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J Infect Dis. 2010 Jul 1;202(1):39-51. doi: 10.1086/653121.

Interferon gamma and interleukin 4 have contrasting effects on immunopathology and the development of protective adaptive immunity against mycoplasma respiratory disease.

Author information

1
Department of Molecular Biology and Immunology, University of North Texas Health Science Center, Fort Worth, TX 76107, USA.

Abstract

For vaccine development, it is critical to understand the regulatory mechanisms determining resistance and immunopathology against mycoplasma respiratory diseases. The present study evaluated the contribution of the polarizing cytokines interferon gamma (IFN-gamma) and interleukin 4 (IL-4) in the regulation of mycoplasma-specific immunity. The absence of a single cytokine (either IFN-gamma or IL-4) uniquely altered the expression of multiple chemokines and cytokines in the lungs of uninfected mice and influenced responses to mycoplasma infection. Most importantly, prior nasal-pulmonary immunization of IFN-gamma(-/-) mice led to exacerbated mycoplasma disease, whereas immunized IL-4(-/-) mice were dramatically more resistant than wild-type mice. Helper T cell type 2 responses in IFN-gamma(-/-) mice corresponded to immunopathologic reactions that developed after mycoplasma infection or immunization. Thus, adaptive immunity clearly can independently promote either protection or immunopathology against mycoplasma infection, and optimal vaccination appears to be dependent on promoting protective IFN-gamma-dependent networks (perhaps helper T cell type 1 responses) while minimizing the effect of IL-4-mediated responses, which dampen the generation of protective immunity.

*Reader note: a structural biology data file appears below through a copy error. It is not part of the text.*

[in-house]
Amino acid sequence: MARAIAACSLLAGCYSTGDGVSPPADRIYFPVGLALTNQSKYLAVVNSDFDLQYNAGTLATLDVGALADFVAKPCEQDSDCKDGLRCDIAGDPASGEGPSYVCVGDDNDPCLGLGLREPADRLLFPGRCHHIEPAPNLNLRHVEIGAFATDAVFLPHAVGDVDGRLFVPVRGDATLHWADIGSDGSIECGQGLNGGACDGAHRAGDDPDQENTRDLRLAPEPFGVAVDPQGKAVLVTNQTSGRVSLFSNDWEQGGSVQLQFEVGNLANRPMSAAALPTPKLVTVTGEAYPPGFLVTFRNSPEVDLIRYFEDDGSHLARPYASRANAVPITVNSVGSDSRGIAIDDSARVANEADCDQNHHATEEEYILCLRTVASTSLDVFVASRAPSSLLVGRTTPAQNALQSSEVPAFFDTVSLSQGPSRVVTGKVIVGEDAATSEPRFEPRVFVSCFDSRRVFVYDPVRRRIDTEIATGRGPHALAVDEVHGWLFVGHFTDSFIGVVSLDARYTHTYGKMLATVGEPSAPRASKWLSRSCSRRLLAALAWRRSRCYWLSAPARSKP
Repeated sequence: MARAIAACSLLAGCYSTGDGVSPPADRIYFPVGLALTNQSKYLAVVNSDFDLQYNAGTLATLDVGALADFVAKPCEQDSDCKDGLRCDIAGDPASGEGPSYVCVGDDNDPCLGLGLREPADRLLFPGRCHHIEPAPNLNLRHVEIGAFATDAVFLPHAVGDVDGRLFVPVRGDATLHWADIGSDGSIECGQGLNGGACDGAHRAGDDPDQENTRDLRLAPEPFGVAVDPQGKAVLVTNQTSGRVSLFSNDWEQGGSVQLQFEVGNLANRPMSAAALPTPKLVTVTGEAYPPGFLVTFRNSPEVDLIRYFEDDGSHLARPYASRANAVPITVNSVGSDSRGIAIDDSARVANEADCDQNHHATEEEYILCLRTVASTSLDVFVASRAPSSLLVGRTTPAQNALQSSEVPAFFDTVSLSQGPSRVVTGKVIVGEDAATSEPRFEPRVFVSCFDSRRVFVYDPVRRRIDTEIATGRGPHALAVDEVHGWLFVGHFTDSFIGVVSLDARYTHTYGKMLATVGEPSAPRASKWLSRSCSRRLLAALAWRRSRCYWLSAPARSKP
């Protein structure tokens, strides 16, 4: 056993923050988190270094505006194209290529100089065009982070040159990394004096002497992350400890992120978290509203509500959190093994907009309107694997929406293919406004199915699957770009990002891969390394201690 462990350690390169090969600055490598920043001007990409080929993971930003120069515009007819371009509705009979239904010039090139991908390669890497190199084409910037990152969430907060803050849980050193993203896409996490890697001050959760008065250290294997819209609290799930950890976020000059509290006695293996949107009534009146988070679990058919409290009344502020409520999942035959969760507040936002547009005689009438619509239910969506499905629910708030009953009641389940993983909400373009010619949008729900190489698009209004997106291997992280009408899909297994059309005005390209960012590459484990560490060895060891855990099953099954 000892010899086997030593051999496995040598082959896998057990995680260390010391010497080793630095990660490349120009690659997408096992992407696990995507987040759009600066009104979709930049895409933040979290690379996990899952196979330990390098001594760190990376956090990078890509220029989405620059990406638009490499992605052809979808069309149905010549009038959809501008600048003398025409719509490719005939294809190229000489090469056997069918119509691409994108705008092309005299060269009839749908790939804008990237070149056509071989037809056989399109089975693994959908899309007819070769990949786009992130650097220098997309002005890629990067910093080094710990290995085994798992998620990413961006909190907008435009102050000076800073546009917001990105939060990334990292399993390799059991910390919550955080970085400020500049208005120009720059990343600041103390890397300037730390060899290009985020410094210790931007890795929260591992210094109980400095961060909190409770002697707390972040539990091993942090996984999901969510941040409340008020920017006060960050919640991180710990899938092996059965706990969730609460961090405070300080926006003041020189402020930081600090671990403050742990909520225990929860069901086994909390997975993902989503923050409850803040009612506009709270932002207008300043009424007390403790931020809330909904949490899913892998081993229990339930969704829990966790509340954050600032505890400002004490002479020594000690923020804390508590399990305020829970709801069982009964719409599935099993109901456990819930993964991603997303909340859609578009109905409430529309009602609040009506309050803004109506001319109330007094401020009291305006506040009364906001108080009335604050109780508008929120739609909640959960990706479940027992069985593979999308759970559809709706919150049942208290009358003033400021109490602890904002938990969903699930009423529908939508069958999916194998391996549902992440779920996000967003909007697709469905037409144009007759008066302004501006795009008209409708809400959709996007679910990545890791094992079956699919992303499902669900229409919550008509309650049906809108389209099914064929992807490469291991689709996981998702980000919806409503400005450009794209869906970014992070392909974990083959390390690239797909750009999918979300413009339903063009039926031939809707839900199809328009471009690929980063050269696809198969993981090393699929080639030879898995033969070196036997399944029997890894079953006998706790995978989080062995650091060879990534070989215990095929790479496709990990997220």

PMID:
20504237
PMCID:
PMC4086782
DOI:
10.1086/653121
[Indexed for MEDLINE]
Free PMC Article

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